Islanders to get an attendance boost this weekend from… Nordiques fans?

While the Islanders and Thrashers are having drastically different seasons with the Islanders being the worst team in the NHL and the Thrashers being a threat for the playoffs, one area where they’re both the same is in attendance. The Thrashers are 28th in attendance and the Islanders are 29th out of 30 teams (source). With the two teams set to square off at Nassau Coliseum on Saturday, it was sure to be yet another lightly attended game.

A funny thing is going to happen though as there’s going to be a band of about 1,100 fans from Quebec storming the arena to tell the NHL that they want a team back in Quebec City. The group of fans are a long-lasting fan club of Nordiques fans that call themselves Nordiques Nation and they’re very serious about getting a NHL team once again.  The ultimate insult to the Islanders isn’t that the fans can show up en masse to Nassau Coliseum to stage their own sort of protest, but rather that these Nordiques fans aren’t there to demand their team.  Jeff Z. Klein of the New York Times has the story about group founder Vincent Cauchon’s efforts to show the NHL they mean business.

“One reason we picked Nassau is because every time we watched an Islanders game on TV, there was no one in there,” said Cauchon, who noted that the price for the trip, hotel and game ticket was $200 per person.

Still, it is the Thrashers, not the Islanders, who the Quebec fans have their eyes on, according to Cauchon.

“We have a lot of respect for the New York Islanders and what they accomplished in the past — the N.H.L. needs the Islanders,” Cauchon said. “But it would be great, awesome, if the Thrashers moved. Atlanta is a great sports city, but it’s not a hockey town. We’re not going to New York to tell the N.H.L. they didn’t do a good job going to Atlanta. We’re going there to tell them in Quebec it would work.”

We can’t blame Cauchon and Nordiques Nation for doing their damnedest to show the NHL they’re serious about wanting a team back. After all, with people in power angling to get a new arena built in Quebec City (something that killed the Nordiques and got them moved to Denver in the 90s) is a huge deal and shows that the city is serious about having a team again. Getting the show of dedication from the fans is an even bigger deal because there’s no way a team would want to move to a city where there are no fans, nor would the NHL consider expansion to such a place (we’d hope).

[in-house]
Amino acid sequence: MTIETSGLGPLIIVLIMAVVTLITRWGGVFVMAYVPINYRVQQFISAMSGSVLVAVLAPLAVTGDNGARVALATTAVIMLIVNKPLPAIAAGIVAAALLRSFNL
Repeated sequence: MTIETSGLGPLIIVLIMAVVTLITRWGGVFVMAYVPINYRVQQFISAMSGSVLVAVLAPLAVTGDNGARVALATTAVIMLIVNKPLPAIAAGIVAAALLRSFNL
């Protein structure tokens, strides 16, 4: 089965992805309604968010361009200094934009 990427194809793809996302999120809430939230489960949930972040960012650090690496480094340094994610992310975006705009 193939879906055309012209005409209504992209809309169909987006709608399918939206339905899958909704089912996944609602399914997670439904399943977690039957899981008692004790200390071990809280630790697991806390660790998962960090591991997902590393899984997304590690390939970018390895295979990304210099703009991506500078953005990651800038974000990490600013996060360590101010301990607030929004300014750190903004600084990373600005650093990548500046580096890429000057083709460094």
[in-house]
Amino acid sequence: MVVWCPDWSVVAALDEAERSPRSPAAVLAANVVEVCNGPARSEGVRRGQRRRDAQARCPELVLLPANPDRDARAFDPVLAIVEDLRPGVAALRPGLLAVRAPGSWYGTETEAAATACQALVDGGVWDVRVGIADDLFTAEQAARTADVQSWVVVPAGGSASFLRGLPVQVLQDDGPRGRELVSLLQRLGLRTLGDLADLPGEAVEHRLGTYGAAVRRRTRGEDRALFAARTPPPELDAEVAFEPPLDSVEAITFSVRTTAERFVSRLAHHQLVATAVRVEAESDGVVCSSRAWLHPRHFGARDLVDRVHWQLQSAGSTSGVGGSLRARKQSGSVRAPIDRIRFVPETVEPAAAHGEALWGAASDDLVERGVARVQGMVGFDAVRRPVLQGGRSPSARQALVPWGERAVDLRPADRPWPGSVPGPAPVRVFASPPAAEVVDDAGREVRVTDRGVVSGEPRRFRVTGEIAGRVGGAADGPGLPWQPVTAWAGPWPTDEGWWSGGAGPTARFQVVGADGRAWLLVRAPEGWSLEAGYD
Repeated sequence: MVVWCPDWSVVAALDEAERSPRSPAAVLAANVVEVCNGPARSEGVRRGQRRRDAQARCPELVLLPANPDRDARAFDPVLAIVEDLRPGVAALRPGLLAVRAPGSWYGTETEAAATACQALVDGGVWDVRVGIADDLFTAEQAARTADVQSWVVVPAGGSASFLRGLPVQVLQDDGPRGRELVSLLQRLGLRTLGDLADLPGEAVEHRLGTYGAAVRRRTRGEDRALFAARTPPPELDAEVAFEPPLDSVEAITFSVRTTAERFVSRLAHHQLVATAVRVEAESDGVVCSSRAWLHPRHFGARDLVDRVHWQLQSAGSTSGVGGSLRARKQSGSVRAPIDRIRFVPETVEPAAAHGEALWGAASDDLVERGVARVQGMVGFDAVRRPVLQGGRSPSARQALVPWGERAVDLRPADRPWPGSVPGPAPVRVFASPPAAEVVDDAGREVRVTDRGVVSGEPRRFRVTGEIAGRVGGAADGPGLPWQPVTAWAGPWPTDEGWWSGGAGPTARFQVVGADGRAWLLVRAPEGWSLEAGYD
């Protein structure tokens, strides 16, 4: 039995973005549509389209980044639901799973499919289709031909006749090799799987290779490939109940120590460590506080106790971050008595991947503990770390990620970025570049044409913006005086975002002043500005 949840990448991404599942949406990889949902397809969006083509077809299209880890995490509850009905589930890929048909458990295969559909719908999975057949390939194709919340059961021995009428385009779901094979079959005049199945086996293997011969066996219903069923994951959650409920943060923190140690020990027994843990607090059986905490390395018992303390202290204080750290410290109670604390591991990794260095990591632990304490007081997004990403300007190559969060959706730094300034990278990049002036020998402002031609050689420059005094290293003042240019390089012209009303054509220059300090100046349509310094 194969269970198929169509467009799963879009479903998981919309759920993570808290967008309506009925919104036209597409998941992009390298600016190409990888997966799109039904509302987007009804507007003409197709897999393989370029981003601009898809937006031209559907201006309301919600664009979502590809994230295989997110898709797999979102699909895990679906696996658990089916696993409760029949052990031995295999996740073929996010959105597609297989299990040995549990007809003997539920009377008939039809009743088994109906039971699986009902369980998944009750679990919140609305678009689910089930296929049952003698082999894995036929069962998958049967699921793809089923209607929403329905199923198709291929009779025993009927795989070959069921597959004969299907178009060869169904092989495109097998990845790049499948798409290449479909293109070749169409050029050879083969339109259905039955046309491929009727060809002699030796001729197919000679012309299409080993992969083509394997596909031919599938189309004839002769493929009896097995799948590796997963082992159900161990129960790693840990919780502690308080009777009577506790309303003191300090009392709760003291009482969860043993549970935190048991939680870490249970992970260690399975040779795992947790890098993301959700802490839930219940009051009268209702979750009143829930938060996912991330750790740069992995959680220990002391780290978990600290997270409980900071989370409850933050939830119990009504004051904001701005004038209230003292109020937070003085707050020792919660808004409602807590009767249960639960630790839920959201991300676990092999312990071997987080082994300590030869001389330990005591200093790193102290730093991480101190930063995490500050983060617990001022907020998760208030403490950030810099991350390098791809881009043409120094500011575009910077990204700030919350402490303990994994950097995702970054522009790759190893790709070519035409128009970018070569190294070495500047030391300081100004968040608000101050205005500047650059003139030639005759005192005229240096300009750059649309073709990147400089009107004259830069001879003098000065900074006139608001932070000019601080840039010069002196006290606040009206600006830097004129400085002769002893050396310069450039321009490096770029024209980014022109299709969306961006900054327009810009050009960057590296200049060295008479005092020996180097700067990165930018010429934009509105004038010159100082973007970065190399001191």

Give credit to Cauchon for putting the positive spin on things. Showing up to a game in either team’s arena to play the part of the vulture fan is an instant way to upset everyone else there, regardless of how many of their fans are at the game. We can’t help but wonder how this is going to play out though. Do they cheer wildly for the Thrashers when they score? Do they start doing Nordiques chants for the team? Do they boo the Islanders in their own house? The possibilities are endless and all of a sudden, we want to watch Islanders-Thrashers on Saturday because of it. Good work Nordiques Nation.

GM of the Year George McPhee adds another award for Golden Knights

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George McPhee of the Vegas Golden Knights continued a big night for the franchise as he was named 2017-18 General Manager of the Year during Wednesday’s NHL Awards show in Las Vegas. Earlier, Gerard Gallant won the Jack Adams Award for top coach, William Karlsson was named winner of the Lady Byng and captain Deryk Engelland took home the Mark Messier Leadership Award.

The NHL’s 31 GMs and a panel of League executives, print and broadcast media voted on the award following the conclusion of the second round of the Stanley Cup Playoffs.

Using the NHL’s expansion draft rules to his advantage, McPhee made shrewd deals to add draft picks and impact players while creating the franchise’s first-ever roster. Success came right off the bat and the Golden Knights ended their inaugural season by becoming the first modern-era expansion team from the four major North American professional sports league to win its division. By advancing to the Stanley Cup Final, Vegas became the third team in NHL history to win multiple playoff rounds in their first season.

McPhee was presented with the award by actress Lynda Carter and Nicklas Backstrom, the player he drafted in fourth overall 2006 while GM of the Washington Capitals.